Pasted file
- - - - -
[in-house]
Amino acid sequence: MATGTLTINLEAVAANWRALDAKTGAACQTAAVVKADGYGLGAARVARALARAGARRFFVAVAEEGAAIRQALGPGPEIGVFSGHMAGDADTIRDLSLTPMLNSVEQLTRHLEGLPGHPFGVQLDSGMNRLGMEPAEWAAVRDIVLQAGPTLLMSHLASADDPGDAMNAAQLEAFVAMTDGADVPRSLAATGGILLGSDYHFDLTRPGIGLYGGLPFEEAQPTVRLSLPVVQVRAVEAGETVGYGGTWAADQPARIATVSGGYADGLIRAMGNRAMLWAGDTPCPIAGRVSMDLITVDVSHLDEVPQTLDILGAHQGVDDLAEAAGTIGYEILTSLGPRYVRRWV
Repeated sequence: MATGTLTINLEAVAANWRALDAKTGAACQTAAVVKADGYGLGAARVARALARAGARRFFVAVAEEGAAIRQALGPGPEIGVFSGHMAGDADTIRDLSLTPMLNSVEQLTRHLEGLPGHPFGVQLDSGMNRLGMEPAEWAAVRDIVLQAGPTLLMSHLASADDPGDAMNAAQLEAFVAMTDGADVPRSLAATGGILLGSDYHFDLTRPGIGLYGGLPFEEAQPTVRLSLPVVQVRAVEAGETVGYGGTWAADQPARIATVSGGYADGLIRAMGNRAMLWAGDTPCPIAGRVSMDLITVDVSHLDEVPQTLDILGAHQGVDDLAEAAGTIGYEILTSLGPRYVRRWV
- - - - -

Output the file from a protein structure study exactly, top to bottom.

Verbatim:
[in-house]
Amino acid sequence: MATGTLTINLEAVAANWRALDAKTGAACQTAAVVKADGYGLGAARVARALARAGARRFFVAVAEEGAAIRQALGPGPEIGVFSGHMAGDADTIRDLSLTPMLNSVEQLTRHLEGLPGHPFGVQLDSGMNRLGMEPAEWAAVRDIVLQAGPTLLMSHLASADDPGDAMNAAQLEAFVAMTDGADVPRSLAATGGILLGSDYHFDLTRPGIGLYGGLPFEEAQPTVRLSLPVVQVRAVEAGETVGYGGTWAADQPARIATVSGGYADGLIRAMGNRAMLWAGDTPCPIAGRVSMDLITVDVSHLDEVPQTLDILGAHQGVDDLAEAAGTIGYEILTSLGPRYVRRWV
Repeated sequence: MATGTLTINLEAVAANWRALDAKTGAACQTAAVVKADGYGLGAARVARALARAGARRFFVAVAEEGAAIRQALGPGPEIGVFSGHMAGDADTIRDLSLTPMLNSVEQLTRHLEGLPGHPFGVQLDSGMNRLGMEPAEWAAVRDIVLQAGPTLLMSHLASADDPGDAMNAAQLEAFVAMTDGADVPRSLAATGGILLGSDYHFDLTRPGIGLYGGLPFEEAQPTVRLSLPVVQVRAVEAGETVGYGGTWAADQPARIATVSGGYADGLIRAMGNRAMLWAGDTPCPIAGRVSMDLITVDVSHLDEVPQTLDILGAHQGVDDLAEAAGTIGYEILTSLGPRYVRRWV